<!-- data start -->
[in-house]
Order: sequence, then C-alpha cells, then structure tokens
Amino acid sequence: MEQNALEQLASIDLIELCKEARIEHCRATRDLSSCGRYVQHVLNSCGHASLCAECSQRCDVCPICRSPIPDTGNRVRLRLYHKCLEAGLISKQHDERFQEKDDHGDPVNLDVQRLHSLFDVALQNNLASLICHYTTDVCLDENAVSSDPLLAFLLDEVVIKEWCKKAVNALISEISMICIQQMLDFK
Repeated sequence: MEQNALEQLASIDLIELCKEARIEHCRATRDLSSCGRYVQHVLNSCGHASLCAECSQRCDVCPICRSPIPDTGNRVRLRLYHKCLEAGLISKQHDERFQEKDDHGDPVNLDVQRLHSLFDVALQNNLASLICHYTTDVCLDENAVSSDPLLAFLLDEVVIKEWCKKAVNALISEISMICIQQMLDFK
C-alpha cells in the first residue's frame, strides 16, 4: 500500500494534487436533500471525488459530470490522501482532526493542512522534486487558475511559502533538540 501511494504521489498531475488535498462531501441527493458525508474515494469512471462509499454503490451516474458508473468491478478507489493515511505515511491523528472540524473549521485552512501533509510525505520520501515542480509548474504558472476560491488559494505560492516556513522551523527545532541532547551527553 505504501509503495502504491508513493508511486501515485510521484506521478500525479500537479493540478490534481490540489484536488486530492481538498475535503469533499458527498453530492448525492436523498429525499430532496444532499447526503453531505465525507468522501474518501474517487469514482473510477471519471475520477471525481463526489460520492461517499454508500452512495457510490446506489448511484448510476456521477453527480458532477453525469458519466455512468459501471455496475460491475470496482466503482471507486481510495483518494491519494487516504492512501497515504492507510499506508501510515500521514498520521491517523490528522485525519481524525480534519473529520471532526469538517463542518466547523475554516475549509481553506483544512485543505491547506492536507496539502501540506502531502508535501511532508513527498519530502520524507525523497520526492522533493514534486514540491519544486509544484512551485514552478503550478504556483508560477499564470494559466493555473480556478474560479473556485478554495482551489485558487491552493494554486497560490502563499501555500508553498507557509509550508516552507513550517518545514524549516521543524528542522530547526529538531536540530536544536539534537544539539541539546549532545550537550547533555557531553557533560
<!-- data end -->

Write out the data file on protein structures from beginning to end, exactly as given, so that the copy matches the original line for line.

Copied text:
[in-house]
Order: sequence, then C-alpha cells, then structure tokens
Amino acid sequence: MEQNALEQLASIDLIELCKEARIEHCRATRDLSSCGRYVQHVLNSCGHASLCAECSQRCDVCPICRSPIPDTGNRVRLRLYHKCLEAGLISKQHDERFQEKDDHGDPVNLDVQRLHSLFDVALQNNLASLICHYTTDVCLDENAVSSDPLLAFLLDEVVIKEWCKKAVNALISEISMICIQQMLDFK
Repeated sequence: MEQNALEQLASIDLIELCKEARIEHCRATRDLSSCGRYVQHVLNSCGHASLCAECSQRCDVCPICRSPIPDTGNRVRLRLYHKCLEAGLISKQHDERFQEKDDHGDPVNLDVQRLHSLFDVALQNNLASLICHYTTDVCLDENAVSSDPLLAFLLDEVVIKEWCKKAVNALISEISMICIQQMLDFK
C-alpha cells in the first residue's frame, strides 16, 4: 500500500494534487436533500471525488459530470490522501482532526493542512522534486487558475511559502533538540 501511494504521489498531475488535498462531501441527493458525508474515494469512471462509499454503490451516474458508473468491478478507489493515511505515511491523528472540524473549521485552512501533509510525505520520501515542480509548474504558472476560491488559494505560492516556513522551523527545532541532547551527553 505504501509503495502504491508513493508511486501515485510521484506521478500525479500537479493540478490534481490540489484536488486530492481538498475535503469533499458527498453530492448525492436523498429525499430532496444532499447526503453531505465525507468522501474518501474517487469514482473510477471519471475520477471525481463526489460520492461517499454508500452512495457510490446506489448511484448510476456521477453527480458532477453525469458519466455512468459501471455496475460491475470496482466503482471507486481510495483518494491519494487516504492512501497515504492507510499506508501510515500521514498520521491517523490528522485525519481524525480534519473529520471532526469538517463542518466547523475554516475549509481553506483544512485543505491547506492536507496539502501540506502531502508535501511532508513527498519530502520524507525523497520526492522533493514534486514540491519544486509544484512551485514552478503550478504556483508560477499564470494559466493555473480556478474560479473556485478554495482551489485558487491552493494554486497560490502563499501555500508553498507557509509550508516552507513550517518545514524549516521543524528542522530547526529538531536540530536544536539534537544539539541539546549532545550537550547533555557531553557533560